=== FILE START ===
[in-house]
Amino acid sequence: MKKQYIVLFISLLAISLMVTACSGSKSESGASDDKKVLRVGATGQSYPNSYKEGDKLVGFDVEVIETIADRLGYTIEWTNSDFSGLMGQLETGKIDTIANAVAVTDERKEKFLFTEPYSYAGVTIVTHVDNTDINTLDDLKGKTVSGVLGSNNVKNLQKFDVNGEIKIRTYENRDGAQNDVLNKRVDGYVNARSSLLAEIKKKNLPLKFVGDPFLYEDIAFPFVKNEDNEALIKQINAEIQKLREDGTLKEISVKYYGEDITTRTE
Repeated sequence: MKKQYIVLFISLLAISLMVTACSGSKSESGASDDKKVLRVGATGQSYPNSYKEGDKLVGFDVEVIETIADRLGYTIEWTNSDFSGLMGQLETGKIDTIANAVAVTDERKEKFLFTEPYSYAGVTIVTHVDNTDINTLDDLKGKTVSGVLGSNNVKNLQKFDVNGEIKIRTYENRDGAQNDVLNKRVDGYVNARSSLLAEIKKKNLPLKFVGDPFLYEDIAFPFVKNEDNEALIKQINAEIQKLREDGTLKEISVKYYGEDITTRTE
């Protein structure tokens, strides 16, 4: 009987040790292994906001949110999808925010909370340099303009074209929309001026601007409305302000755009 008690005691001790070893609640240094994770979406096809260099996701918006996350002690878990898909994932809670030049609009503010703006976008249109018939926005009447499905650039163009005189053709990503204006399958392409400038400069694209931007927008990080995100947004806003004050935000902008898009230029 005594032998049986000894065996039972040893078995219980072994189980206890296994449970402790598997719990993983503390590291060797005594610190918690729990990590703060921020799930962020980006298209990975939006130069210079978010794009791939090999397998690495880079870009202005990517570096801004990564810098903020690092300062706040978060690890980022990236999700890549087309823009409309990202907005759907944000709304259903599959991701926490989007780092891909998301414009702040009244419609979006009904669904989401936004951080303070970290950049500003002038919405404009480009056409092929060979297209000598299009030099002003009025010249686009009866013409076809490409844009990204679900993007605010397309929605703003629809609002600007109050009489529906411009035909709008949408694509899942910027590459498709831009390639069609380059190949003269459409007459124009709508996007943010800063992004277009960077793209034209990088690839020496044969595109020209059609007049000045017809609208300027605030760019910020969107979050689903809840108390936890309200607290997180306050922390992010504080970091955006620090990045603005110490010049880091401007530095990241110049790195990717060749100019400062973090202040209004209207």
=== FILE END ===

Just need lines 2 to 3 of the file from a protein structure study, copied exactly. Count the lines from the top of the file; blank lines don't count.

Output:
Amino acid sequence: MKKQYIVLFISLLAISLMVTACSGSKSESGASDDKKVLRVGATGQSYPNSYKEGDKLVGFDVEVIETIADRLGYTIEWTNSDFSGLMGQLETGKIDTIANAVAVTDERKEKFLFTEPYSYAGVTIVTHVDNTDINTLDDLKGKTVSGVLGSNNVKNLQKFDVNGEIKIRTYENRDGAQNDVLNKRVDGYVNARSSLLAEIKKKNLPLKFVGDPFLYEDIAFPFVKNEDNEALIKQINAEIQKLREDGTLKEISVKYYGEDITTRTE
Repeated sequence: MKKQYIVLFISLLAISLMVTACSGSKSESGASDDKKVLRVGATGQSYPNSYKEGDKLVGFDVEVIETIADRLGYTIEWTNSDFSGLMGQLETGKIDTIANAVAVTDERKEKFLFTEPYSYAGVTIVTHVDNTDINTLDDLKGKTVSGVLGSNNVKNLQKFDVNGEIKIRTYENRDGAQNDVLNKRVDGYVNARSSLLAEIKKKNLPLKFVGDPFLYEDIAFPFVKNEDNEALIKQINAEIQKLREDGTLKEISVKYYGEDITTRTE